Inflation and housing market: What you can do as prices rise

With another dismal inflation report in for June, homebuyers and sellers continue to face the harsh reality that home prices – which were cued to cool down this year – might not slow for some time. The question for house hunters now: Should you wait out this period of elevated prices?

Analysts were all but certain inflation would come in hotter year-over-year in June, and they weren’t disappointed: The headline number surged to 9.1 percent last month compared to 8.6 percent in May, affecting everything from what you pay at the pump to the cost of housing. That includes mortgage rates, which were on track to 6 percent in June, but recently retreated to the mid-5s.

To bring inflation back to Earth, the Federal Reserve has been steadily raising rates – three times so far this year, with another hike set for the end of July. Those actions have indirectly influenced mortgage rates.

“Inflation will have a strong influence on where mortgage rates go in the months ahead,” says Greg McBride, chief financial analyst for Bankrate. “Whenever inflation finally starts to ease, so will mortgage rates – but even then, home prices are still subject to demand and very tight supply.”

While we might not see as dramatic an increase in rates for the remainder of the year, the recent uptick drove monthly mortgage payments up 51 percent since last May, according to the National Association of Realtors. That, coupled with growing home prices, spells “unaffordable,” especially for first-time homebuyers.

What’s happening

in the housing market now

Nationally, home prices rose 20.2 percent year-over-year in May, CoreLogic reports. While climbing mortgage rates should’ve slowed the trend, housing inventory is still tight, and inflation isn’t helping matters.

That imbalance is translating to apprehension for homebuyers, who already had limited options at an affordable price, and have less purchasing power with higher rates today. A Fannie Mae index measuring home purchase sentiment recently hit its second-lowest reading in 10 years, with just 20 percent of those surveyed believing it’s a good time to buy. A record 81 percent feel the economy is on the “wrong track.”

Home sellers aren’t feeling as good about their prospects, either.

“Interestingly, consumers’ perceptions of home-selling conditions declined meaningfully in June, returning to pre-pandemic levels,” said Doug Duncan, senior vice president and chief economist for Fannie Mae, in a statement. “This was particularly true for homeowner respondents. At the same time, consumers, especially those in prime homebuying groups, appear to be feeling the affordability pinch of higher mortgage rates: Approximately half of all respondents indicated that it would be ‘difficult’ to get a mortgage, the highest such percentage since 2014.”

Should you wait

for inflation

to come down?

With inflation still weighing on the economy and housing market, should you buy a home now? What about selling your home now?

If you can’t make the numbers work, it’s OK to wait things out instead of buying a home today to beat increased prices and rates, especially if you’re a first-time buyer. While you’d be putting off building equity, you might find you’re in a better position to buy in the future, when the market cools and your income potentially has had an opportunity to grow.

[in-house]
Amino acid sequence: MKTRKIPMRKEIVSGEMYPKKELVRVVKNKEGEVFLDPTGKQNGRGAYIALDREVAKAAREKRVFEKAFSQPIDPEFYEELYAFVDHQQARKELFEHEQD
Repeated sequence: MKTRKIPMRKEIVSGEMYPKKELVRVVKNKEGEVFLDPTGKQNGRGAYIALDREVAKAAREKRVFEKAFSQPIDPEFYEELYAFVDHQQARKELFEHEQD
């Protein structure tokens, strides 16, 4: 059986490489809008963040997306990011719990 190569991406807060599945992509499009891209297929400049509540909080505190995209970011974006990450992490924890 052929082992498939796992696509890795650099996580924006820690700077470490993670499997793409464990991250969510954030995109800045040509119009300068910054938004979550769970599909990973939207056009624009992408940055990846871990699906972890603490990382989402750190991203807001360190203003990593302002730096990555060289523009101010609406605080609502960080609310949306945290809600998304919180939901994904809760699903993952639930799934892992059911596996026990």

“Inflation coming back down doesn’t mean prices falling; it just means prices not rising as fast,” says McBride. “For homebuyers, a more modest pace of appreciation or even a period of stagnant home prices can allow for incomes to grow further. Rather than stretching too much now, you may be able to buy a bit more comfortably in a couple of years if your income growth outpaces home price growth. But there are no guarantees, and rents have certainly spiked in the meantime.”

That said, the circumstances of your life might require you to buy a home now, and that’s as acceptable a reason as any. Because you’re buying at the peak or near-peak of the market, be prepared to stay in the home for a while if you want to come out ahead when you sell.

For sellers, the tides are turning a bit. Depending on where you live, you could find fewer takers, or need to come down on price. Let’s not forget what happens on the other side of the transaction: When you go to purchase your next place to live, you’ll be competing for a limited number of available properties – and now likely obtaining a new mortgage at a higher rate, to boot.

If you’re set on buying now, you can try stretching your dollars by:

Putting your down payment savings in a high-yield account. One upside to inflation and the Fed’s response: higher interest rates on savings accounts. If you aren’t already, put your down payment contributions in a high-yield account. Just make sure the account allows you to access your money easily when it comes time for closing – some online savings accounts take three days to deliver your funds when you withdraw.

Considering a mortgage lender with low or no fees. While it might be more convenient to get a mortgage at your bank, banks typically charge an origination fee, often 1 percent of the amount you borrow. Many non-bank and online lenders don’t, so if you can find a no-fee lender with attractive rates, you’ll keep more money in your pocket.

Locking in your rate. When you find a lender and are ready to apply for a loan, ask about locking in your rate. While rates have come down slightly, it’s still taking buyers some time to find a home. Now’s not the time to take a chance on an unexpectedly unaffordable mortgage payment.